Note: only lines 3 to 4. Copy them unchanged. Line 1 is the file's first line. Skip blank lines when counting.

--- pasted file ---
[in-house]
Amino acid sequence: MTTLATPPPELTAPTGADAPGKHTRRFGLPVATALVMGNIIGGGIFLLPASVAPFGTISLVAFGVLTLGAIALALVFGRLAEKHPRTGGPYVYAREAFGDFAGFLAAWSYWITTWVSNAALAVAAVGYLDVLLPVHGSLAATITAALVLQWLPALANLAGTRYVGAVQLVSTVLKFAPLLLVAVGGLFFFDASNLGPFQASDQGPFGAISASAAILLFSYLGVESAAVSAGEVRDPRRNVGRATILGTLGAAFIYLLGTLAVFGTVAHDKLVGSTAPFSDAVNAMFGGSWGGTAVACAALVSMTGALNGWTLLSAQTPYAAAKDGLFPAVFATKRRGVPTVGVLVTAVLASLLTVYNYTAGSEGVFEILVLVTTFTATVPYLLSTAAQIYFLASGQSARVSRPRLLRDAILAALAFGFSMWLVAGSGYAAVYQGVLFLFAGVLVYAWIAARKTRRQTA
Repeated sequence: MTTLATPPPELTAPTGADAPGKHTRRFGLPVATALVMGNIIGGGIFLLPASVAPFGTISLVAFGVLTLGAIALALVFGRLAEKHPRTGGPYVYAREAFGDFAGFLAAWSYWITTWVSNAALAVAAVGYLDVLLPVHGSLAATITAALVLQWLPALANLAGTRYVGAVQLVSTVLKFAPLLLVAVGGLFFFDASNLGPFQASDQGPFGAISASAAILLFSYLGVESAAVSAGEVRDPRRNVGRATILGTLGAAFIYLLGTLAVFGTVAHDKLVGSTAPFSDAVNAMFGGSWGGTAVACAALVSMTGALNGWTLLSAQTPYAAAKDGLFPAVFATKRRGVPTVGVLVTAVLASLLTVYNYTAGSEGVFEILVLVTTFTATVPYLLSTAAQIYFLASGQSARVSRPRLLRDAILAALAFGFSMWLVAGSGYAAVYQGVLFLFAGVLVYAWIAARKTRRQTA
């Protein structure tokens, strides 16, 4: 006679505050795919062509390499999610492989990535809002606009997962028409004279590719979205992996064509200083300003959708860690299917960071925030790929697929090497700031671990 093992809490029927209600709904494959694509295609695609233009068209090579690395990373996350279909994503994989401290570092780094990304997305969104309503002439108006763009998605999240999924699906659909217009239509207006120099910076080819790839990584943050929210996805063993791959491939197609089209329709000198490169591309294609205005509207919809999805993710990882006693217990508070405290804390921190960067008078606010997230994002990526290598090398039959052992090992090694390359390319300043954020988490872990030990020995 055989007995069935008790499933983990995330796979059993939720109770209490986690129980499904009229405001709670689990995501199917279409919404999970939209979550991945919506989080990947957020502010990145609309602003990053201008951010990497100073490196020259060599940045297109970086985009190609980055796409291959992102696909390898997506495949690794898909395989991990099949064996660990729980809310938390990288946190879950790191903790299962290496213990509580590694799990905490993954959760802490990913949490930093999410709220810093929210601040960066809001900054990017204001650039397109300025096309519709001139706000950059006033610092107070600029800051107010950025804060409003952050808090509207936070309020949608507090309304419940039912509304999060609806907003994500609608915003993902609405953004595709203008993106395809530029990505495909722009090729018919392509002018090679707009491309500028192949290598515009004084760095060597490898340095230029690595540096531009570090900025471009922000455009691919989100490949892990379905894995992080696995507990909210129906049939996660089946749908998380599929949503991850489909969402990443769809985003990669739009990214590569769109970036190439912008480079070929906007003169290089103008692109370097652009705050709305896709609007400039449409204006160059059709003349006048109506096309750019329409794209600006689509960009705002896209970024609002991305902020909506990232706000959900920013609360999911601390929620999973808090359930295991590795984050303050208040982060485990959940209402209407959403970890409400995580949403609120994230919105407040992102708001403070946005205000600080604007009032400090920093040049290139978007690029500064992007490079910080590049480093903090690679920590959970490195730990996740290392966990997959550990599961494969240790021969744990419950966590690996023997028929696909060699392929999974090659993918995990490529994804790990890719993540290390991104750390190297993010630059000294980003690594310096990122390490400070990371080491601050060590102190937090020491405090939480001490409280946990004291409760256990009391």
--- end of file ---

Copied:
Repeated sequence: MTTLATPPPELTAPTGADAPGKHTRRFGLPVATALVMGNIIGGGIFLLPASVAPFGTISLVAFGVLTLGAIALALVFGRLAEKHPRTGGPYVYAREAFGDFAGFLAAWSYWITTWVSNAALAVAAVGYLDVLLPVHGSLAATITAALVLQWLPALANLAGTRYVGAVQLVSTVLKFAPLLLVAVGGLFFFDASNLGPFQASDQGPFGAISASAAILLFSYLGVESAAVSAGEVRDPRRNVGRATILGTLGAAFIYLLGTLAVFGTVAHDKLVGSTAPFSDAVNAMFGGSWGGTAVACAALVSMTGALNGWTLLSAQTPYAAAKDGLFPAVFATKRRGVPTVGVLVTAVLASLLTVYNYTAGSEGVFEILVLVTTFTATVPYLLSTAAQIYFLASGQSARVSRPRLLRDAILAALAFGFSMWLVAGSGYAAVYQGVLFLFAGVLVYAWIAARKTRRQTA
């Protein structure tokens, strides 16, 4: 006679505050795919062509390499999610492989990535809002606009997962028409004279590719979205992996064509200083300003959708860690299917960071925030790929697929090497700031671990 093992809490029927209600709904494959694509295609695609233009068209090579690395990373996350279909994503994989401290570092780094990304997305969104309503002439108006763009998605999240999924699906659909217009239509207006120099910076080819790839990584943050929210996805063993791959491939197609089209329709000198490169591309294609205005509207919809999805993710990882006693217990508070405290804390921190960067008078606010997230994002990526290598090398039959052992090992090694390359390319300043954020988490872990030990020995 055989007995069935008790499933983990995330796979059993939720109770209490986690129980499904009229405001709670689990995501199917279409919404999970939209979550991945919506989080990947957020502010990145609309602003990053201008951010990497100073490196020259060599940045297109970086985009190609980055796409291959992102696909390898997506495949690794898909395989991990099949064996660990729980809310938390990288946190879950790191903790299962290496213990509580590694799990905490993954959760802490990913949490930093999410709220810093929210601040960066809001900054990017204001650039397109300025096309519709001139706000950059006033610092107070600029800051107010950025804060409003952050808090509207936070309020949608507090309304419940039912509304999060609806907003994500609608915003993902609405953004595709203008993106395809530029990505495909722009090729018919392509002018090679707009491309500028192949290598515009004084760095060597490898340095230029690595540096531009570090900025471009922000455009691919989100490949892990379905894995992080696995507990909210129906049939996660089946749908998380599929949503991850489909969402990443769809985003990669739009990214590569769109970036190439912008480079070929906007003169290089103008692109370097652009705050709305896709609007400039449409204006160059059709003349006048109506096309750019329409794209600006689509960009705002896209970024609002991305902020909506990232706000959900920013609360999911601390929620999973808090359930295991590795984050303050208040982060485990959940209402209407959403970890409400995580949403609120994230919105407040992102708001403070946005205000600080604007009032400090920093040049290139978007690029500064992007490079910080590049480093903090690679920590959970490195730990996740290392966990997959550990599961494969240790021969744990419950966590690996023997028929696909060699392929999974090659993918995990490529994804790990890719993540290390991104750390190297993010630059000294980003690594310096990122390490400070990371080491601050060590102190937090020491405090939480001490409280946990004291409760256990009391």